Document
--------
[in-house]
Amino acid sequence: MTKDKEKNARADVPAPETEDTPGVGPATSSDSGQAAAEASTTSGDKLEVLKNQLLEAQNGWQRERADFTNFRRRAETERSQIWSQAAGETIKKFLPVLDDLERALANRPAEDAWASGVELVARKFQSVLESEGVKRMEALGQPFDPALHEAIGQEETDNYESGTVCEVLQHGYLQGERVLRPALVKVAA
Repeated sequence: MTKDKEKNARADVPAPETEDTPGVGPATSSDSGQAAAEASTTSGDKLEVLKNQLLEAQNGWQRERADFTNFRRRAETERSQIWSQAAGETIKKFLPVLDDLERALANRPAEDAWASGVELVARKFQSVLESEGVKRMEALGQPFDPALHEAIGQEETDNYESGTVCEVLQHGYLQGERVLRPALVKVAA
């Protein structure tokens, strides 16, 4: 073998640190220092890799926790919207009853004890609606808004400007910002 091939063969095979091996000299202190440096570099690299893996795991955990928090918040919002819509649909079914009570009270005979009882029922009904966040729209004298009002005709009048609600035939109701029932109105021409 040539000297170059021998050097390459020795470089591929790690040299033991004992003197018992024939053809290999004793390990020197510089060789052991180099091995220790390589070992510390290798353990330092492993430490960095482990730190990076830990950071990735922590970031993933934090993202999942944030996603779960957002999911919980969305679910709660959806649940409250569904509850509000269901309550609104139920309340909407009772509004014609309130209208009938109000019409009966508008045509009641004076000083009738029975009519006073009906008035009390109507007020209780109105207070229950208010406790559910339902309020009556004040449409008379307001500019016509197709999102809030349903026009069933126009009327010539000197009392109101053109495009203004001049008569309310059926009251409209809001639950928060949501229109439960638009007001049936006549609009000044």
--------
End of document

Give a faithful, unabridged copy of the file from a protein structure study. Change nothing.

[in-house]
Amino acid sequence: MTKDKEKNARADVPAPETEDTPGVGPATSSDSGQAAAEASTTSGDKLEVLKNQLLEAQNGWQRERADFTNFRRRAETERSQIWSQAAGETIKKFLPVLDDLERALANRPAEDAWASGVELVARKFQSVLESEGVKRMEALGQPFDPALHEAIGQEETDNYESGTVCEVLQHGYLQGERVLRPALVKVAA
Repeated sequence: MTKDKEKNARADVPAPETEDTPGVGPATSSDSGQAAAEASTTSGDKLEVLKNQLLEAQNGWQRERADFTNFRRRAETERSQIWSQAAGETIKKFLPVLDDLERALANRPAEDAWASGVELVARKFQSVLESEGVKRMEALGQPFDPALHEAIGQEETDNYESGTVCEVLQHGYLQGERVLRPALVKVAA
């Protein structure tokens, strides 16, 4: 073998640190220092890799926790919207009853004890609606808004400007910002 091939063969095979091996000299202190440096570099690299893996795991955990928090918040919002819509649909079914009570009270005979009882029922009904966040729209004298009002005709009048609600035939109701029932109105021409 040539000297170059021998050097390459020795470089591929790690040299033991004992003197018992024939053809290999004793390990020197510089060789052991180099091995220790390589070992510390290798353990330092492993430490960095482990730190990076830990950071990735922590970031993933934090993202999942944030996603779960957002999911919980969305679910709660959806649940409250569904509850509000269901309550609104139920309340909407009772509004014609309130209208009938109000019409009966508008045509009641004076000083009738029975009519006073009906008035009390109507007020209780109105207070229950208010406790559910339902309020009556004040449409008379307001500019016509197709999102809030349903026009069933126009009327010539000197009392109101053109495009203004001049008569309310059926009251409209809001639950928060949501229109439960638009007001049936006549609009000044």